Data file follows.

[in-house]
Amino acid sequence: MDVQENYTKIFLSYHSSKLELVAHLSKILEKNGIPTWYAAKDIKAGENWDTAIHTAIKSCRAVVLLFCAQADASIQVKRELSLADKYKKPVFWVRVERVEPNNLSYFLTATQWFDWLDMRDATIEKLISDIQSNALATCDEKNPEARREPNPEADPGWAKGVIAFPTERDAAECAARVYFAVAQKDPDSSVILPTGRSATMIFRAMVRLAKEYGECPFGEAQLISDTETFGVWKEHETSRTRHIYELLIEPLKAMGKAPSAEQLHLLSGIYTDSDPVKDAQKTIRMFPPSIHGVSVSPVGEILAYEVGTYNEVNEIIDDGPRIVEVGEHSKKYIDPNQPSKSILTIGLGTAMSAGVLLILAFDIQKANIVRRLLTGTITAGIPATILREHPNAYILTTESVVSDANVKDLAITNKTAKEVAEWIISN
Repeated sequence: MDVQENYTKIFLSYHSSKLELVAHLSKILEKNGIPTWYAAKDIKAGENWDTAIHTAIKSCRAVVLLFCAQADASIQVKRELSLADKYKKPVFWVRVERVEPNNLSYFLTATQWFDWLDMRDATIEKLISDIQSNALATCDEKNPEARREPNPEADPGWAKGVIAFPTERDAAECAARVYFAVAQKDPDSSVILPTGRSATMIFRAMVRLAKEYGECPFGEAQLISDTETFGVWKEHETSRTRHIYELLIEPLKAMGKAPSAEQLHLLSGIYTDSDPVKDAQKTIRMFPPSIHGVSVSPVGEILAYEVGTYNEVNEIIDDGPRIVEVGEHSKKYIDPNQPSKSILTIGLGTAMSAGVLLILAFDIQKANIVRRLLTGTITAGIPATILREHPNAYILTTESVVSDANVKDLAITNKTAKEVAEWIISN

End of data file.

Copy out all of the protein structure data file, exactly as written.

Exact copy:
[in-house]
Amino acid sequence: MDVQENYTKIFLSYHSSKLELVAHLSKILEKNGIPTWYAAKDIKAGENWDTAIHTAIKSCRAVVLLFCAQADASIQVKRELSLADKYKKPVFWVRVERVEPNNLSYFLTATQWFDWLDMRDATIEKLISDIQSNALATCDEKNPEARREPNPEADPGWAKGVIAFPTERDAAECAARVYFAVAQKDPDSSVILPTGRSATMIFRAMVRLAKEYGECPFGEAQLISDTETFGVWKEHETSRTRHIYELLIEPLKAMGKAPSAEQLHLLSGIYTDSDPVKDAQKTIRMFPPSIHGVSVSPVGEILAYEVGTYNEVNEIIDDGPRIVEVGEHSKKYIDPNQPSKSILTIGLGTAMSAGVLLILAFDIQKANIVRRLLTGTITAGIPATILREHPNAYILTTESVVSDANVKDLAITNKTAKEVAEWIISN
Repeated sequence: MDVQENYTKIFLSYHSSKLELVAHLSKILEKNGIPTWYAAKDIKAGENWDTAIHTAIKSCRAVVLLFCAQADASIQVKRELSLADKYKKPVFWVRVERVEPNNLSYFLTATQWFDWLDMRDATIEKLISDIQSNALATCDEKNPEARREPNPEADPGWAKGVIAFPTERDAAECAARVYFAVAQKDPDSSVILPTGRSATMIFRAMVRLAKEYGECPFGEAQLISDTETFGVWKEHETSRTRHIYELLIEPLKAMGKAPSAEQLHLLSGIYTDSDPVKDAQKTIRMFPPSIHGVSVSPVGEILAYEVGTYNEVNEIIDDGPRIVEVGEHSKKYIDPNQPSKSILTIGLGTAMSAGVLLILAFDIQKANIVRRLLTGTITAGIPATILREHPNAYILTTESVVSDANVKDLAITNKTAKEVAEWIISN